Destroyed, Not Defeated
Breaking Bad, The Old Man and the Sea, and what it means to be a man.
I’ve begun watching “Breaking Bad” again. TV shows have never been my thing, but my wife got me into this odyssey of methamphetamine and madness a few years back, long after the show had concluded, and I enjoyed it from start to finish.
On the first go, I liked but did not love Hank Schrader, the Drug Enforcement Administration agent played by Dean Norris. He reminds me a lot of my father-in-law, whom I love. He is a recently retired cop, bears a striking resemblance to Hank, and has the same temperament. All he’s missing is the Schraderbräu.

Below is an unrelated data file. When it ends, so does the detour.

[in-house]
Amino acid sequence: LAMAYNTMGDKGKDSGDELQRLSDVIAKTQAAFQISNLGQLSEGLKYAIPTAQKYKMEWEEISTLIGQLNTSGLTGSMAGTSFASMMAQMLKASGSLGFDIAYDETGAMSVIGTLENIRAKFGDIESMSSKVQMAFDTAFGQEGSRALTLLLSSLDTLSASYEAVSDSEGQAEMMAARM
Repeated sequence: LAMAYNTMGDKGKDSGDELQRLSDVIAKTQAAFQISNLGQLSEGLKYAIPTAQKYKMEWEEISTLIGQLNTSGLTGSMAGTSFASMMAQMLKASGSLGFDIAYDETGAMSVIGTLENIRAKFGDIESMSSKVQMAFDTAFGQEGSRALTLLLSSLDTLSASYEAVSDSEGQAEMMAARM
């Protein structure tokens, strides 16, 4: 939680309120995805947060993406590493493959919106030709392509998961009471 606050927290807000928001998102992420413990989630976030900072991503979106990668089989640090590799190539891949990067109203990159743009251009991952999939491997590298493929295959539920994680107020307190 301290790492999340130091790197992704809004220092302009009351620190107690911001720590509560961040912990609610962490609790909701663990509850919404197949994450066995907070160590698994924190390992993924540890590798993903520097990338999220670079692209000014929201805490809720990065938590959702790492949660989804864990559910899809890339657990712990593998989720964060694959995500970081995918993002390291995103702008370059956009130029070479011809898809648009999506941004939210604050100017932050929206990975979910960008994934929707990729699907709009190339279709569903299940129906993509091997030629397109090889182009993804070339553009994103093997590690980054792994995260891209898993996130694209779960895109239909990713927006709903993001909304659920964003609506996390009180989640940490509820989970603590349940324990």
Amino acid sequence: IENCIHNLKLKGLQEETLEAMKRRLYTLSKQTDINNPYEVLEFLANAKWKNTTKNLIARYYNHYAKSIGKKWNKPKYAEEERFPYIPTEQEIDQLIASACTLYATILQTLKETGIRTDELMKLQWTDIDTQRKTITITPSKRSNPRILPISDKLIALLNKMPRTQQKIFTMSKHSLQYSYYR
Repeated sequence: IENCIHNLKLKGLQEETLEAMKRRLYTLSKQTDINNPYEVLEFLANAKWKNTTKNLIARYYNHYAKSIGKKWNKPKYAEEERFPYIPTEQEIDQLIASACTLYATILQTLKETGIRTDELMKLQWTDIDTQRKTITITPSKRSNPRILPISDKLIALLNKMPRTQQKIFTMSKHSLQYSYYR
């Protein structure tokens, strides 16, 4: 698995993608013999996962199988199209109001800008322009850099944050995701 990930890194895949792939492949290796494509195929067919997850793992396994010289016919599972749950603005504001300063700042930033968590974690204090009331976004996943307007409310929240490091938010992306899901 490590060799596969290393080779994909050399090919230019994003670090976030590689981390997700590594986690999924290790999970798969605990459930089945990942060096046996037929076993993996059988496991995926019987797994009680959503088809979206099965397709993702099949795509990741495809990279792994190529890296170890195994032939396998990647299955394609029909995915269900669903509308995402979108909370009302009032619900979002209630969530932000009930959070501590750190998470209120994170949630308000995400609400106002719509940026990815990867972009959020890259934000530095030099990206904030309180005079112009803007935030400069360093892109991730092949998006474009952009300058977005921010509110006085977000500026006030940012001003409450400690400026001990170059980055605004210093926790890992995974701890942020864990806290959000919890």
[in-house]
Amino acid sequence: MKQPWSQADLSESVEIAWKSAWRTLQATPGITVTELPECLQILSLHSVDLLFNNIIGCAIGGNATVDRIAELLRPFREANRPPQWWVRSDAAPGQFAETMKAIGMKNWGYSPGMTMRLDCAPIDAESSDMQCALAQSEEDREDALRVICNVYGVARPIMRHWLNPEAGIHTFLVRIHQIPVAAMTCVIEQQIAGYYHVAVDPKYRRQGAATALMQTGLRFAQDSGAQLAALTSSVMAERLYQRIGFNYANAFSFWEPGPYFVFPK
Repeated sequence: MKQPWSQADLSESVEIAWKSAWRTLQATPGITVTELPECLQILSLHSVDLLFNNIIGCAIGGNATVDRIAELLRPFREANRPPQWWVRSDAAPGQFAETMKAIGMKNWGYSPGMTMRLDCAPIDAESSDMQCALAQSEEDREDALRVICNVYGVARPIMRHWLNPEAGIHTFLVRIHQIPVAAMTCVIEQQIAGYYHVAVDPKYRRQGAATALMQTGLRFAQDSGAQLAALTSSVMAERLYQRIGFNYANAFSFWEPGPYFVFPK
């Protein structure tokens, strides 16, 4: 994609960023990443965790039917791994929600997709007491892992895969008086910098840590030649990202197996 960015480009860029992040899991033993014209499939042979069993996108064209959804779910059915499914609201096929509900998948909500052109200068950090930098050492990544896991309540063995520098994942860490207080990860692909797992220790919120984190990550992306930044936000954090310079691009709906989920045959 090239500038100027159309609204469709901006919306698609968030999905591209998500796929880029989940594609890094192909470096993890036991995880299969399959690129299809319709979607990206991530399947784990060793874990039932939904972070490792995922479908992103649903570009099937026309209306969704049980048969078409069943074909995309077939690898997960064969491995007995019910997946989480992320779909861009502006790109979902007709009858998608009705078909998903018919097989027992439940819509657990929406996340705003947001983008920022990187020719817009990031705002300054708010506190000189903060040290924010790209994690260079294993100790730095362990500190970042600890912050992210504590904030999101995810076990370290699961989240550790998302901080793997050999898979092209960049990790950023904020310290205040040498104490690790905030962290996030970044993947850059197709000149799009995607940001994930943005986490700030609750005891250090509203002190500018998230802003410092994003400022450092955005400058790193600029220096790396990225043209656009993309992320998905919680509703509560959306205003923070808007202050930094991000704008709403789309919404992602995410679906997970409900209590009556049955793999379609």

But on second look, I have a newfound appreciation for how Norris excavates the interior of Hank, who starts as a cop-jock, really an amalgam of every conceivable stereotype associated with the image of a brutish but effective police officer. Before the end, however, Hank emerges as a rich character whose heroism is more than a match for the show’s antihero, Walter White (Bryan Cranston).
Maybe it’s because I also just reread “The Old Man and the Sea,” but it stuck out to me that Hank’s transformation truly starts with a speech Norris said he could not deliver without weeping.